Helpful Tips For Talking With A Creditor

Christel Deskins

Posted: Sep 28, 2020 / 03:41 PM CDT / Updated: Sep 28, 2020 / 03:41 PM CDT We all need help at some point in our lives. And when it comes to getting help with money issues, it’s always better to take action and gain control immediately. Fortunately, there are […]

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We all need help at some point in our lives. And when it comes to getting help with money issues, it’s always better to take action and gain control immediately. Fortunately, there are some simple things you can do if you need to speak with a creditor to resolve your issues.

First Things First, Get Ahead Of It

Contact your creditors as soon as you know you may have some trouble making a payment–and do this before you’ve missed it. They may offer assistance programs, and by working with them at the beginning you’ll likely avoid penalty fees and damage to your credit score. 

Know What You Can Ask For And Who You Can Talk To

When you do contact the creditor, ask to speak with the manager or supervisor on your account – they have more authority to work out a deal or payment arrangement. And before you speak with them, know exactly what it will take for you to meet the debt in a realistic time frame. If there’s a possibility you may need a little extra time, like four months instead of three, ask for the longer time frame first because you can always pay it back early, but likely won’t have a second chance for repayment.

You have a few options available:

  • A hardship plan (lesser or no payments for a specific period of time)
  • Reduced or eliminated fees and interest
  • Paying interest only on the debt until you can resume making monthly payments
  • A settlement (a lump sum payment that is less than the balance due)

It’s important to also know what can happen if you aren’t able to pay. If you have a secured debt, the collateral you used (i.e. a house or car) may be repossessed. If you have unsecured debt, like a credit card or medical bill, you can be sued for the money owed.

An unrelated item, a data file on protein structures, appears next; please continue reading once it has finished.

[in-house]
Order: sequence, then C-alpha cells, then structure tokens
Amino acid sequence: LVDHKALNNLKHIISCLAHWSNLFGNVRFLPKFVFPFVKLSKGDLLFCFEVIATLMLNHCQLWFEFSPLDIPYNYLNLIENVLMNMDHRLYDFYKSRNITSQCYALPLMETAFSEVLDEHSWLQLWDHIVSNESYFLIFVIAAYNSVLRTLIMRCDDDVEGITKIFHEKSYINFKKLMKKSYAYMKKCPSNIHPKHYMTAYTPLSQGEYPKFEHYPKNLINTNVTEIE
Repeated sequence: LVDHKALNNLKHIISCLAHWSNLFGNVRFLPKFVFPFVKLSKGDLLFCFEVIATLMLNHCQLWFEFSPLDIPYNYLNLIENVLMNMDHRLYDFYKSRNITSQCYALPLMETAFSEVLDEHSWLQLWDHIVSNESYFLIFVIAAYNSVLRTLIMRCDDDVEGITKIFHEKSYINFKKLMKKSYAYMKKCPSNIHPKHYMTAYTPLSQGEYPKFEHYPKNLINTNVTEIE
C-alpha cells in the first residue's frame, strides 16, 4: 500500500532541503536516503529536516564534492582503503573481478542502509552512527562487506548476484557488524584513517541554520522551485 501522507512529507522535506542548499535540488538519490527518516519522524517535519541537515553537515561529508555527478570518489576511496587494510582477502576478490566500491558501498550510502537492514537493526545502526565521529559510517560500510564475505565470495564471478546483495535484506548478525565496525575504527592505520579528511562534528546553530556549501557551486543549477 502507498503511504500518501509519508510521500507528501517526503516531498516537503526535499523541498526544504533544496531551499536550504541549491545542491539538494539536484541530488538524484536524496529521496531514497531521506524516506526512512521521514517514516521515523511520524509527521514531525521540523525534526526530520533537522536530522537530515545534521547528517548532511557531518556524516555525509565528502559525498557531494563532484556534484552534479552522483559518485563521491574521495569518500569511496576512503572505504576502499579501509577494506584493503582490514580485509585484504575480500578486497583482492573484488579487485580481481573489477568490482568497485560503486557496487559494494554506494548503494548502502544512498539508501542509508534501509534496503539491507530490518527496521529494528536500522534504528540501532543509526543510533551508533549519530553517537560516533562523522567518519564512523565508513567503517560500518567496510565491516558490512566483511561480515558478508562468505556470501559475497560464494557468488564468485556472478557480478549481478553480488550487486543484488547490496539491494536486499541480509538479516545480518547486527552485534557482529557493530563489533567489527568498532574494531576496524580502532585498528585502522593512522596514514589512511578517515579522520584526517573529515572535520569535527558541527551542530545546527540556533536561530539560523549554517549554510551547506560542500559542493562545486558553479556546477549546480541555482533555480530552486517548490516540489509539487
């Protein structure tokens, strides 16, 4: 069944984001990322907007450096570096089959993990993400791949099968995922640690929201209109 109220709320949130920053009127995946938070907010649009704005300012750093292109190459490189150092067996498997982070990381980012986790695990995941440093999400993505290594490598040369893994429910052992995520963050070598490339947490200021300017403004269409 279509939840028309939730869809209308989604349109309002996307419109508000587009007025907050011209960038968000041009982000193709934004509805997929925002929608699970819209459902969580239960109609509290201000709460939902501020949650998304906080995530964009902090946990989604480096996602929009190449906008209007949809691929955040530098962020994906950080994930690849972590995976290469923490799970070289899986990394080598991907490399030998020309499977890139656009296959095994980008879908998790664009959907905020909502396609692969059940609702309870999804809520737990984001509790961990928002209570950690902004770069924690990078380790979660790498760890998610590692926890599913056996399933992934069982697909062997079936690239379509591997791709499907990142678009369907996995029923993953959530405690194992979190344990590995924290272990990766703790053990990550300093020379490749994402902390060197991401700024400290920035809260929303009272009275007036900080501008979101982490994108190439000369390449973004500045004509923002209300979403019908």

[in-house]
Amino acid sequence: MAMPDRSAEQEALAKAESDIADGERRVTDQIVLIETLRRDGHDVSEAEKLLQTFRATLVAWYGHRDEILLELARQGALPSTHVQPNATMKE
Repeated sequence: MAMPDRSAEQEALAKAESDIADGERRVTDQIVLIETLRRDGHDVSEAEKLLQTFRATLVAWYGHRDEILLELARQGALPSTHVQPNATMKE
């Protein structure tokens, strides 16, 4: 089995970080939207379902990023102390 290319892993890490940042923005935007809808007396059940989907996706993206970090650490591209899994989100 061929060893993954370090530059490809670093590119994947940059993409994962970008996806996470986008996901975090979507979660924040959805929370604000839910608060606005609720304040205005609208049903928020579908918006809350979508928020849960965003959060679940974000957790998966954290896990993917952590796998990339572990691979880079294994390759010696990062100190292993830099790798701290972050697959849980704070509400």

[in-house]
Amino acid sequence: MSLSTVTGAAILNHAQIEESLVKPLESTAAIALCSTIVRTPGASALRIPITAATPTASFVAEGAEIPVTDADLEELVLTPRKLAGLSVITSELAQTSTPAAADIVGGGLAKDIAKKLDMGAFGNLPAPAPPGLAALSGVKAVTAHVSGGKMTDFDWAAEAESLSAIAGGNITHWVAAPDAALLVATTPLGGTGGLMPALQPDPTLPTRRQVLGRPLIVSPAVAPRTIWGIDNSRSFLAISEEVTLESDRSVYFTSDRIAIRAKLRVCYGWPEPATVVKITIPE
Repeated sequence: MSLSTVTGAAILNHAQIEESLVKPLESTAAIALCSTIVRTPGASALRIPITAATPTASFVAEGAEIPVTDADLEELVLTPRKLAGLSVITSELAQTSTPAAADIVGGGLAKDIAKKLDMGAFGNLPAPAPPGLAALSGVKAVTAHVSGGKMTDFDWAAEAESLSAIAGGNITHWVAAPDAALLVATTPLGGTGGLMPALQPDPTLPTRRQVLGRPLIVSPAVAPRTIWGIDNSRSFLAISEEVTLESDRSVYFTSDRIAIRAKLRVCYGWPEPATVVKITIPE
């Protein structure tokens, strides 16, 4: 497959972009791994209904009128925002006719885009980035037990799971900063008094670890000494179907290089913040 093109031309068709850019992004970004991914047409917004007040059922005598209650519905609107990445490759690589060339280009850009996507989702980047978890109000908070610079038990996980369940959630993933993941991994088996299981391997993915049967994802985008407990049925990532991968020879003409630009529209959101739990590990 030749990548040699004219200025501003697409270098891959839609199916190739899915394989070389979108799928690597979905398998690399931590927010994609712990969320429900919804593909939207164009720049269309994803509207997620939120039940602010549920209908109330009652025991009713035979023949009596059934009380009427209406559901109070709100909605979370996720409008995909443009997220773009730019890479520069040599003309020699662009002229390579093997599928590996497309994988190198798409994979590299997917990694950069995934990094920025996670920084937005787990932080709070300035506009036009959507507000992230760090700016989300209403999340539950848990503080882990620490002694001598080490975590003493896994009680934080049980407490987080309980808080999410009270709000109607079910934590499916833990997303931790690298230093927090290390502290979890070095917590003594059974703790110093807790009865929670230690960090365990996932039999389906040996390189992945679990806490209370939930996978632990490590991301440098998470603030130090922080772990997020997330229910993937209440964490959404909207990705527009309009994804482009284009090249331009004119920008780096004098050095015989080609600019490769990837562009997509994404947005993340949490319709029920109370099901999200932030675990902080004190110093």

Next, Explain Your Situation

No matter the reason, it’s always best to be truthful. Explain why you aren’t able to repay the debt, and do so calmly and clearly. You can even write down what you’d like to say in advance so you don’t forget anything. In fact, keeping track of your conversations, who you spoke with, when you spoke to them, and what they said will be one of the most beneficial things you can do.

Remember, It Never Hurts To Ask For More

If a creditor makes an offer to settle on a debt, don’t hesitate to ask for a further reduction. It never hurts to try.

When In Doubt, Write It Out

Corresponding by mail lets the creditor know you are serious and allows you to say what you want without getting flustered. It also provides proof of communication. Having hard copies of your letters can be a great asset if the circumstances become dire and you have to go to court. Make sure your letters include:

  • Your contact information and account number
  • A specific person or department’s address and name
  • A detailed explanation of your situation and circumstances
  • The solution you’re proposing
  • Any documentation related to your situation, like unemployment or medical papers

If you don’t hear back, continue providing updates in writing. Not only does it put you in control, it also shows you’re continually working to resolve the situation.

Lastly, Take Control

The Fair Debt Collection Practices Act regulates third party collector’s collection practices. Become familiar with what they are legally able to say and do so you enforce your legal rights.

If you’re looking for more helpful financial tips and tools to better plan, spend, save, and borrow, check out PlanU by UFCU. You’ll find options from talking with a financial health expert to creating a personalized resource center to meet your needs.

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